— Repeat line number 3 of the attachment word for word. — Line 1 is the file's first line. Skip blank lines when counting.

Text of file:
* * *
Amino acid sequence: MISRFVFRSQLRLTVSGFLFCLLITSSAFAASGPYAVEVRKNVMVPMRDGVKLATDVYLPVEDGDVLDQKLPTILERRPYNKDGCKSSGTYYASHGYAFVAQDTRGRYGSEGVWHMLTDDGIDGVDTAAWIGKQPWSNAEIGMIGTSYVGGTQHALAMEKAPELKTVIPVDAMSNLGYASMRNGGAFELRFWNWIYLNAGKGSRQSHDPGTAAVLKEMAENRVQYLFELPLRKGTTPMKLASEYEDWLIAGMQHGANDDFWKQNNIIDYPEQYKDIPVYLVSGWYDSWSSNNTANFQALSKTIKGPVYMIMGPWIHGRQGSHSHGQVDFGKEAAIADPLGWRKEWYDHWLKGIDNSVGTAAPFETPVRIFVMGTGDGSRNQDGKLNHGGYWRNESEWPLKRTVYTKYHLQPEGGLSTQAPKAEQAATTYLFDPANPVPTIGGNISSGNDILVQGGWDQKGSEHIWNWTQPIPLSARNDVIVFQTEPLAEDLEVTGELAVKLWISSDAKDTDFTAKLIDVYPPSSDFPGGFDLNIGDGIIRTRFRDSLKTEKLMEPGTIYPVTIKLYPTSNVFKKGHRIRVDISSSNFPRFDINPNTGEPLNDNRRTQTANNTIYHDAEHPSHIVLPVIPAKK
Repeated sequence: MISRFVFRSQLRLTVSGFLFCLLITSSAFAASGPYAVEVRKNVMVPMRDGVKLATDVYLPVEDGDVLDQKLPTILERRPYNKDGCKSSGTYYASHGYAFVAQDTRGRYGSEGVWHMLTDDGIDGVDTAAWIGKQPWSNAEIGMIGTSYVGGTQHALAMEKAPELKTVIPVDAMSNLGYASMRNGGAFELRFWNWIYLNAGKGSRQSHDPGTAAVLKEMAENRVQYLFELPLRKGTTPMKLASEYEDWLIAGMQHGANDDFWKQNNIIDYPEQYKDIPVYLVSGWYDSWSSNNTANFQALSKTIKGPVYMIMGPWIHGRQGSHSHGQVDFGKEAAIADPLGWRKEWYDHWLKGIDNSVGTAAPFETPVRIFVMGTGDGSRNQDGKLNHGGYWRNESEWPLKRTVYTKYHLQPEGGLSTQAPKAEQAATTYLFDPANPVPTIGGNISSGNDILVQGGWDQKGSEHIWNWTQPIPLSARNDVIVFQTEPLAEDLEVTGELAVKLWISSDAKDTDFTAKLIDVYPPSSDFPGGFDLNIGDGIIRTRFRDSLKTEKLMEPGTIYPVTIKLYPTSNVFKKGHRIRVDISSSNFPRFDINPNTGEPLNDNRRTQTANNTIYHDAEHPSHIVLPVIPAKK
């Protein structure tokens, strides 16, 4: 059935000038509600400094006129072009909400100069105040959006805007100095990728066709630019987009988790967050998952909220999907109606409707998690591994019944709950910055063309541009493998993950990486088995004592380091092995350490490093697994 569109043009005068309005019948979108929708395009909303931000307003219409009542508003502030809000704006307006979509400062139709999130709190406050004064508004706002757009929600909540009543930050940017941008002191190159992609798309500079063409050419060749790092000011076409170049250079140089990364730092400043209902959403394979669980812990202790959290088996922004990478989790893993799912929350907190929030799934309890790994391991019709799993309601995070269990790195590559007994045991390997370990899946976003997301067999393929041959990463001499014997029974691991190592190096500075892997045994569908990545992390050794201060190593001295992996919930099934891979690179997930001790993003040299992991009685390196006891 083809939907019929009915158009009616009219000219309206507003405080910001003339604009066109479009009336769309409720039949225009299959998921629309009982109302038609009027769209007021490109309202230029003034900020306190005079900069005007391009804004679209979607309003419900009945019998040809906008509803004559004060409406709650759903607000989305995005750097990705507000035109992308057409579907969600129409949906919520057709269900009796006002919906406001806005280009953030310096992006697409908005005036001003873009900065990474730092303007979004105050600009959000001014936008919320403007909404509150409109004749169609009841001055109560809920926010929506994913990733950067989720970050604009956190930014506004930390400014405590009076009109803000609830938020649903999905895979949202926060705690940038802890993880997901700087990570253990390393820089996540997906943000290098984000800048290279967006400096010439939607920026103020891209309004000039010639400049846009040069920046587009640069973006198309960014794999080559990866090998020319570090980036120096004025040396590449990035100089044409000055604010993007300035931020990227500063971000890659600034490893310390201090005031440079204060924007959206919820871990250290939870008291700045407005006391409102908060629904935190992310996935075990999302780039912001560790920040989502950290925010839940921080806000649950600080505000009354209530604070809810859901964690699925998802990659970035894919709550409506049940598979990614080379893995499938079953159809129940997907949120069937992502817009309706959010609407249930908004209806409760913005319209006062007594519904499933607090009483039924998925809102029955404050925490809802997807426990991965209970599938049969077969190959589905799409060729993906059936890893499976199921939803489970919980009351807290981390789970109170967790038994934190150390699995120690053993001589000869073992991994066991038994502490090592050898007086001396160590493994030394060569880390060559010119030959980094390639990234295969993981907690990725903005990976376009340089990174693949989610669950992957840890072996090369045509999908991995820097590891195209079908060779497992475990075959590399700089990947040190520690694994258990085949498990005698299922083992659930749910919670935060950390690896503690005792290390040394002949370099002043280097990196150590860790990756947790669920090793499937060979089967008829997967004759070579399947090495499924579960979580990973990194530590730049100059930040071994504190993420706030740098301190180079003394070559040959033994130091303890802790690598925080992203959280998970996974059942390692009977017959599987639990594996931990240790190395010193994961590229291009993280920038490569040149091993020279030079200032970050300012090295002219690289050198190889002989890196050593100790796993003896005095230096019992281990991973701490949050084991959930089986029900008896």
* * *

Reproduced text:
């Protein structure tokens, strides 16, 4: 059935000038509600400094006129072009909400100069105040959006805007100095990728066709630019987009988790967050998952909220999907109606409707998690591994019944709950910055063309541009493998993950990486088995004592380091092995350490490093697994 569109043009005068309005019948979108929708395009909303931000307003219409009542508003502030809000704006307006979509400062139709999130709190406050004064508004706002757009929600909540009543930050940017941008002191190159992609798309500079063409050419060749790092000011076409170049250079140089990364730092400043209902959403394979669980812990202790959290088996922004990478989790893993799912929350907190929030799934309890790994391991019709799993309601995070269990790195590559007994045991390997370990899946976003997301067999393929041959990463001499014997029974691991190592190096500075892997045994569908990545992390050794201060190593001295992996919930099934891979690179997930001790993003040299992991009685390196006891 083809939907019929009915158009009616009219000219309206507003405080910001003339604009066109479009009336769309409720039949225009299959998921629309009982109302038609009027769209007021490109309202230029003034900020306190005079900069005007391009804004679209979607309003419900009945019998040809906008509803004559004060409406709650759903607000989305995005750097990705507000035109992308057409579907969600129409949906919520057709269900009796006002919906406001806005280009953030310096992006697409908005005036001003873009900065990474730092303007979004105050600009959000001014936008919320403007909404509150409109004749169609009841001055109560809920926010929506994913990733950067989720970050604009956190930014506004930390400014405590009076009109803000609830938020649903999905895979949202926060705690940038802890993880997901700087990570253990390393820089996540997906943000290098984000800048290279967006400096010439939607920026103020891209309004000039010639400049846009040069920046587009640069973006198309960014794999080559990866090998020319570090980036120096004025040396590449990035100089044409000055604010993007300035931020990227500063971000890659600034490893310390201090005031440079204060924007959206919820871990250290939870008291700045407005006391409102908060629904935190992310996935075990999302780039912001560790920040989502950290925010839940921080806000649950600080505000009354209530604070809810859901964690699925998802990659970035894919709550409506049940598979990614080379893995499938079953159809129940997907949120069937992502817009309706959010609407249930908004209806409760913005319209006062007594519904499933607090009483039924998925809102029955404050925490809802997807426990991965209970599938049969077969190959589905799409060729993906059936890893499976199921939803489970919980009351807290981390789970109170967790038994934190150390699995120690053993001589000869073992991994066991038994502490090592050898007086001396160590493994030394060569880390060559010119030959980094390639990234295969993981907690990725903005990976376009340089990174693949989610669950992957840890072996090369045509999908991995820097590891195209079908060779497992475990075959590399700089990947040190520690694994258990085949498990005698299922083992659930749910919670935060950390690896503690005792290390040394002949370099002043280097990196150590860790990756947790669920090793499937060979089967008829997967004759070579399947090495499924579960979580990973990194530590730049100059930040071994504190993420706030740098301190180079003394070559040959033994130091303890802790690598925080992203959280998970996974059942390692009977017959599987639990594996931990240790190395010193994961590229291009993280920038490569040149091993020279030079200032970050300012090295002219690289050198190889002989890196050593100790796993003896005095230096019992281990991973701490949050084991959930089986029900008896």